However, pigs from purebred Duroc sows were heavier at two weeks of age. This
difference in part at least was probably a reflection of the difference in num-
ber of pigs weaned.
TABLE 2. COMPARISON OF PERFORMANCE OF PUREBRED DUROC SOWS AND CROSSBRED
SOWS (DUROC X LANDRACE)
Breed of o e
Response Criteria Duroc .Duroc X Landrace Difference
No. Litters 68 402
No. Live Pigs/Litter 10.32 11.68 1.36***
Av. Birth Wt., lb. 3.04 3.00 0.04
No. Pigs Born Dead/Litter 0.60 0.43 0.17
No. Resorbed Fetuses/Litter 0.57 0.45 0.12
No. Pigs Weaned/Litter
(2 weeks of age) 8.57 10.08 1.51***
Percent Survival 83.04 86.30 ---
Av. Weaning Wt./Pig, lb. 7.73 7.38 0.35*
Sow Wt. Change, lb.
(Prefarrow to weaning) -76.3 -77.9 1.6
*** P < .005
P < .10
SA comparison of purebred Duroc litters and FI crossbred litters (Landrace
sire) is presented in Table 3. This comparison includes all of the litters in-
volved in the summary given in Table.3 plus additional litters not involved in
the nutritional evaluation of distiller's corn solubles. The crossbred litters
were superior in every category to the purebred litters. More live pigs were
farrowed per litter, pigs were heavier at birth, slightly fewer pigs were lost
as dead at birth and as resorbed fetuses, more than one pig per litter additional
pigs were weaned and they were heavier at weaning. The data clearly illustrate
a marked advantage for the crossbred litters.
TABLE 3. COMPARISON OF PERFORMANCE OF PUREBRED DUROC SOWS AS INFLUENCED BY
SIRE (PUREBRED VS. CROSSBRED LITTERS)
Response Criteria Duroc Sire Landrace Sire Difference
No. Litters 64 ; 77
No. Live Pigs/Litter 9.58 10.29 0.71
Av. Birth Wt., lb. 2.89 2.96 0.07
No. Pigs Born Dead/Litter 0.58 0.51 0.07
No. Resorbed Fetuses/Litter 0.56 0.42 0.14
No. Pigs Weaned/Litter
(2 Weeks of Age) 7.80. 8.87 1.07**
Percent Survival 81.4. 86.2
Av. Weaning Wt./Pig, lb. 7.40,. 7.77 0.37
Sow Wt. Change, lb.
(Prefarrow to Weaning) -62.8 -71.4 8.6
** < P < .01 ...
It is always of interest to speculate on the optimum period of time to retain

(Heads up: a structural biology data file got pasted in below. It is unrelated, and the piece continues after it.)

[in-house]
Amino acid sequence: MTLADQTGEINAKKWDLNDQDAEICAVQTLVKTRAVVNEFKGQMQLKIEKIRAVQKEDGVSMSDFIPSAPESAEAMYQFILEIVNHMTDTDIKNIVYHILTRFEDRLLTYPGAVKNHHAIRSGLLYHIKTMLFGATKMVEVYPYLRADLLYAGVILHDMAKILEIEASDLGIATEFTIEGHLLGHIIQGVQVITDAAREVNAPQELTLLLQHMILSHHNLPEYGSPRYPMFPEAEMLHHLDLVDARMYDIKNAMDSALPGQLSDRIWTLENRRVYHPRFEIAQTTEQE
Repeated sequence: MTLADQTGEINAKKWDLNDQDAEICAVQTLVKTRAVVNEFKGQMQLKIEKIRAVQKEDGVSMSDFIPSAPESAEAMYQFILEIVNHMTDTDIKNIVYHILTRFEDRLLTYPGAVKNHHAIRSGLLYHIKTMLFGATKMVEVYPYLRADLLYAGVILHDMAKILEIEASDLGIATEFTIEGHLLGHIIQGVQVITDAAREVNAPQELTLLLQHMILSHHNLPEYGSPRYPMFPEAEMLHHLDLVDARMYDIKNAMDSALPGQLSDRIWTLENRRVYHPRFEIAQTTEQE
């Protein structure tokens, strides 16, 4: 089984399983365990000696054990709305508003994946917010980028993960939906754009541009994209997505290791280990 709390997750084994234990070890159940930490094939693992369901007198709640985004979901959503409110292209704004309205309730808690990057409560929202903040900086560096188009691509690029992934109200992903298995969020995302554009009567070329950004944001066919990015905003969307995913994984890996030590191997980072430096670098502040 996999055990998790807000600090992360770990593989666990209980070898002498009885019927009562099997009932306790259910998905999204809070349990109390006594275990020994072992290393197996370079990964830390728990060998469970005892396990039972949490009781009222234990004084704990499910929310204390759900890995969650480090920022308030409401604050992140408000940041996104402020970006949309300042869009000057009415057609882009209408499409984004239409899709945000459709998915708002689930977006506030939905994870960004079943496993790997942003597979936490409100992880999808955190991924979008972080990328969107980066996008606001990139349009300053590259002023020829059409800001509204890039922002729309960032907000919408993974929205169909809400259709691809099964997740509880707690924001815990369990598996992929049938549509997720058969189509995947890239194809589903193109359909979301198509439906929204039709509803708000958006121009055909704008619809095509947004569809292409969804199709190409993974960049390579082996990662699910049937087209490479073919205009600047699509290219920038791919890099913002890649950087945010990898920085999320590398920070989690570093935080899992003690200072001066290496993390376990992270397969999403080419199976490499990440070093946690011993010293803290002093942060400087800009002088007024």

productive sows in the herd. To help shed a little light on this question, data
have been summarized in Table 4 which illustrate the influence of age on sow
productivity. Data were compiled for five successive farrowings. Unfortunately
the numbers of sows involved decrease with each successive litter and only 49
have completed five farrowings. Admittedly it would have been desirable to have
compared the successive farrowings of these 49 sows. However, the data as pre-
sented are probably quite representative of the performance trends. Routine
culling was conducted at all litter levels.
It appeared that litter size (no. live pigs per litter) peaked at the
third and fourth litters and then seemingly started to decline. The data suggest
an increase in litter size from one through three litters. The greatest increase
in litter size was observed for the second litters when almost one pig more per
litter was farrowed. Birth weights tended to increase with age of sow. First
litter pigs averaged 2.90 lbs. at birth while fifth litter pigs averaged 3.12 Ibs.
There was a small increase with age in the number of pigs farrowed dead, but the
resorbing fetuses observed did not show this clear trend. The number of pigs
weaned per litter increased through the third litter and then decreased during
each of the fourth and fifth litters. Percent survival showed a gradual decrease
TABLE 4. SOW PERFORMANCE AS INFLUENCED BY THE NUMBER OF SUCCESSIVE LITTERS FARROWED
No. Live Pigs
Av. Birth Wt., lb.
No. Pigs Born Dead
No. Resorbed Fetuses
No. Pigs Weaned Per
Litter (2 wks)
Av. Weaning Wt., lb.
Sow Wt. Change, lb.
(Prefarrow to Weaning)
-76.9 -81.4 -83.8
from 90.88% for the first litters to 80.32% for thd fifth litters. Average
weaning weights of pigs revealed no clear trends as influenced by sow age.
Heaviest pigs at weaning were produced by first litter sows. Sow weight
losses from just prior to farrowing through a two week lactation period in-
creased through the first four litters, but did not change significantly
for the fifth litter.
Data have been summarized to show the influence of breed matings and sow
maturity on the productive performance of the University of Florida sow herd
during the past seven years.
Crossbred sows (Duroc x Landrace) mated to Hampshire boars have performed
markedly better than Duroc sows mated to Duroc or Landrace boars. The number of
live pigs farrowed per litter were 11.68 and 10.32. Of these 10.08 and 8.57 pigs
were weaned per litter respectively for the crossbred and Duroc sows.
Duroc sows produced more pigs which were heavier at weaning when mated to
Landrace boars than when mated to Duroc boars.
Sow productivity tended to improve with each litter through the first
three litters and then appeared to decline gradually through the' fourth.and
fifth litters. Percent survival showed a steady decline from litter I through